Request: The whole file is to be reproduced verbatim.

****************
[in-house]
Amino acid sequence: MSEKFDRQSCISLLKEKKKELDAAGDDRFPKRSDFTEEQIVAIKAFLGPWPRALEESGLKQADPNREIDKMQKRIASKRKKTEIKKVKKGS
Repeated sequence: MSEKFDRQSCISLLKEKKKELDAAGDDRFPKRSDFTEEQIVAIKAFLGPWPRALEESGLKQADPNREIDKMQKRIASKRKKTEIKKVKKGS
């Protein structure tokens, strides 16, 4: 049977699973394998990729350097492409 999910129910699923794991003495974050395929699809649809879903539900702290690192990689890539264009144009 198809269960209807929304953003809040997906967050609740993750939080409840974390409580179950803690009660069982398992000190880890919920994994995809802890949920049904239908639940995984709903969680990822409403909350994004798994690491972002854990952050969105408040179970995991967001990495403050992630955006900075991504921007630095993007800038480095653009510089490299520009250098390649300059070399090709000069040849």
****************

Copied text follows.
[in-house]
Amino acid sequence: MSEKFDRQSCISLLKEKKKELDAAGDDRFPKRSDFTEEQIVAIKAFLGPWPRALEESGLKQADPNREIDKMQKRIASKRKKTEIKKVKKGS
Repeated sequence: MSEKFDRQSCISLLKEKKKELDAAGDDRFPKRSDFTEEQIVAIKAFLGPWPRALEESGLKQADPNREIDKMQKRIASKRKKTEIKKVKKGS
């Protein structure tokens, strides 16, 4: 049977699973394998990729350097492409 999910129910699923794991003495974050395929699809649809879903539900702290690192990689890539264009144009 198809269960209807929304953003809040997906967050609740993750939080409840974390409580179950803690009660069982398992000190880890919920994994995809802890949920049904239908639940995984709903969680990822409403909350994004798994690491972002854990952050969105408040179970995991967001990495403050992630955006900075991504921007630095993007800038480095653009510089490299520009250098390649300059070399090709000069040849």